[another picture of meteora. because there can never be too many]
this trip is not real life.
i know that because this morning i perched myself on the edge of a giant cliff and read my Bible in silence for 15 minutes. then i spent 30 minutes writing in my journal.
at the beginnings of my writings, my words were carefully and precisely chosen, enthusing about the space and about the beauty of Psalm 138.
as i continued to write, however, my words slowed. i could feel myself becoming more and more desperate. the time, the solitude, the moment of time in which i could be still . . . was slipping away from me.
i drew a small continuum on one page, with ACTIVE on one end and CONTEMPLATIVE on the other. most humans find a balance between these two is where they find themselves. the monks are entirely on the contemplative end, seeking fulfillment in solitude and prayer.
and i began to weep in earnest.
because i find myself far on the active side, without true space for contemplation in my life.
i began to write frantically, calling out to God. within my words, i could sense the fear. i was mourning the loss of this quiet and contemplative space, recognizing how rare this discipline is within my current life.
reluctantly closing my journal, i pressed my eyes closed to fight them, but hot tears spilled relentlessly down my face regardless.
the kind of solitude that i experienced this morning, the kind that my soul craves, does not exist in my real life.
i self-imposed a vow of silence for my time at the monastery this morning. my tour-mates were gracious enough to understand. it was awed by the roaring sounds of quiet in my ears as i walked up the hundreds of stairs, stopping periodically to enjoy the view.
[it reads: Great and wonderful are your deeds, oh Lord God Almighty
who shall not fear and glorify thy name, O Lord?]
as much as i grieved leaving such a contemplative place, as the bus traveled back down into the valley, i saw, etched into the side of a large pillar, colorful markings. taking out my camera and setting it to 200, i was able to snap the photo below:
this space belongs to a hermit, who resides in the side of a rock [approximately 300 feet up]. the flags are indicative of his political, religious, and personal ideals. fascinating as this was, i also found it disappointing. after all, what is the purpose of having such strong ideals, and hiding away in a rock without using those values to impact society in a positive manner?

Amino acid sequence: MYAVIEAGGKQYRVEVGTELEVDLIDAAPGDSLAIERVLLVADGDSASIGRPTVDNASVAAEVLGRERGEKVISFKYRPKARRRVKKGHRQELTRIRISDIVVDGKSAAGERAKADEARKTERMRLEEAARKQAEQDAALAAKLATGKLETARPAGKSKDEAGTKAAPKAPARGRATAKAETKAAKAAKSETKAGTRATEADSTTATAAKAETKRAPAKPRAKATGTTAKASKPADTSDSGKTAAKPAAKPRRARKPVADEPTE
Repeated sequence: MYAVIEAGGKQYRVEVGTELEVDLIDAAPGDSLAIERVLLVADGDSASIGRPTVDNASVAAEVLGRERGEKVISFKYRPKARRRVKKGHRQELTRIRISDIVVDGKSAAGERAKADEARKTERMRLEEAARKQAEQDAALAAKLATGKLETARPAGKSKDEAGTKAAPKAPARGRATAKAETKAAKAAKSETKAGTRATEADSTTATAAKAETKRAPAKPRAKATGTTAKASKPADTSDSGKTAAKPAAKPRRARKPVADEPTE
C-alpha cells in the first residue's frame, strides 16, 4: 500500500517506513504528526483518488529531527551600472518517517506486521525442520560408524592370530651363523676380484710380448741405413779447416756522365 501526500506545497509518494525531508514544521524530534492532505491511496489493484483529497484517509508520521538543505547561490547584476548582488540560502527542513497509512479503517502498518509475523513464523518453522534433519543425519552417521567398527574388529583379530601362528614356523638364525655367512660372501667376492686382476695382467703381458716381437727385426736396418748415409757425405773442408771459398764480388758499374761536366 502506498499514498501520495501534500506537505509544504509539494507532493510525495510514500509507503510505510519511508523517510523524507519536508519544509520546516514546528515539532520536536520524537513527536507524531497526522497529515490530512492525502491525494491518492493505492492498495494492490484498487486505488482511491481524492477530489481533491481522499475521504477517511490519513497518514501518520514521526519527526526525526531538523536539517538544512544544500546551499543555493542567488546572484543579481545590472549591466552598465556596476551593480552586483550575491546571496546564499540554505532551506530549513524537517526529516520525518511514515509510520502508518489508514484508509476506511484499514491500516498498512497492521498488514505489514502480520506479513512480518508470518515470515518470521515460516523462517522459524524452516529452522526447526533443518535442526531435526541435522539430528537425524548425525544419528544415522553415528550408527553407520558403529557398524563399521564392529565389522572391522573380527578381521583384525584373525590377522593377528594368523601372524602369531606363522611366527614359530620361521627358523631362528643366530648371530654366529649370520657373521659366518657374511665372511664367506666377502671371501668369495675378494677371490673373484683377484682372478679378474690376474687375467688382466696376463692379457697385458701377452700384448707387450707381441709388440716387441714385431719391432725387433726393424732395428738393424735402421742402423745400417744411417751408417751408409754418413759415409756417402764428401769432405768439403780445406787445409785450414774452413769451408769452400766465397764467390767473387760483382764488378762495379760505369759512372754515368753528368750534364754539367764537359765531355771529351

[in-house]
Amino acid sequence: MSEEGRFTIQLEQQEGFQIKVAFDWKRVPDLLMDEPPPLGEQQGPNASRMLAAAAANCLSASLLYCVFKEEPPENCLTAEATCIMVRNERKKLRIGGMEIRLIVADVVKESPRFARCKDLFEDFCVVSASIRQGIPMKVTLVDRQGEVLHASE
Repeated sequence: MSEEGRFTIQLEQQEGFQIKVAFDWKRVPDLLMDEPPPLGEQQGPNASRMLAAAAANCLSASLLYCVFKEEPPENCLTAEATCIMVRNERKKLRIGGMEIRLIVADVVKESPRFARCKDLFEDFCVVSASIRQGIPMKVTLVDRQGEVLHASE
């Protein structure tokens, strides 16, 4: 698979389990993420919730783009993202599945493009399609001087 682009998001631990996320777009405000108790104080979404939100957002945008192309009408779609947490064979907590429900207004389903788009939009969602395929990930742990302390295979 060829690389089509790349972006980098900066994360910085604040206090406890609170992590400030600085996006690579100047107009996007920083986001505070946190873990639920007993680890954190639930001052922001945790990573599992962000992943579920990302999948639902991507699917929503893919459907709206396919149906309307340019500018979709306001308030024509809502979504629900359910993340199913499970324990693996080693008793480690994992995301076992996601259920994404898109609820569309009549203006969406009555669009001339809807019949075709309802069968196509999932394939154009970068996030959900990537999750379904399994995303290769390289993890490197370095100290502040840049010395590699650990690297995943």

late last night, while walking downtown Meteora, i passed a cafe with a screen projected on the wall. it was tracking the Greek political elections, which happened yesterday. when results were announced, large groups of people cheered.
isn’t this what our ideals serve as? means with which to bring us together, to unite people under common causes and with purpose and hope.
a balance between the contemplative and the active life must be found.
i certainly had plenty of time to contemplate all of this on the drive from Meteora to Berea.
every song on my ipod was suddenly unbelievably beautiful, and i found myself staring out the window as Northern Greece passed by, tears welling up in my eyes. even songs that i had heard dozens of times before struck me as especially melodic and meaningful. all of my senses were heightened
i did snap out of my metacognition long enough to appreciate the countryside around me.
[one of the byproducts of too many hours on a bus: borderline stalker pictures of my tourguides in rearview mirrors.
left to right: Lambrose, the driver. Alp, the man with the plan. Maria, the most intelligent woman alive.]
we arrived in Berea, and Pastor Mike read aloud from Acts:
the brothers immediately sent Paul and Silas away by night to Berea,
and when they arrived they went to the Jewish synagogue.
now these guess were more open-minded than those in Thessalonica,
they received the word with all eagerness,
examining the scriptures daily to see if these things were true.
many of them therefore believed,
with not a few Greek women of high standing as well as men.
chapter 10, verses 10-12
[a statue of the apostle Paul, downtown Berea. i liked meeting him, he was very tall]
[and very serious]
[intricate tile mural on the church wall, depicting many individuals hearing the words of Paul]
[it says: in Berea they received the word with all eagerness, examining the scriptures daily
to see if these things were so. Acts 17:11
and also: the word of God is a power
neither hell nor sin gainsay
fruit and blessing abound
in the life where it holds sway]
while walking through the temple at Berea, i found myself thinking of my Papa [my grandpa and one of the coolest dudes alive]. he really admires the apostle Paul, i’m pretty sure that he is one of his biggest fans. all of this reminds me of my strong heritage of faith. in my family, i have so many spiritual leaders to look up to.
[outside, in the streets of Berea, a public fountain is available for any water needs.
as i walked by, a taxi driver was wringing out a cloth in it, and then using the water to clean his car.].
tonight, i am in Thessaloniki, which i already consider to be [arguably] one of the most hip cities in the world.
it’s late and i’m sleepy, so goodnight!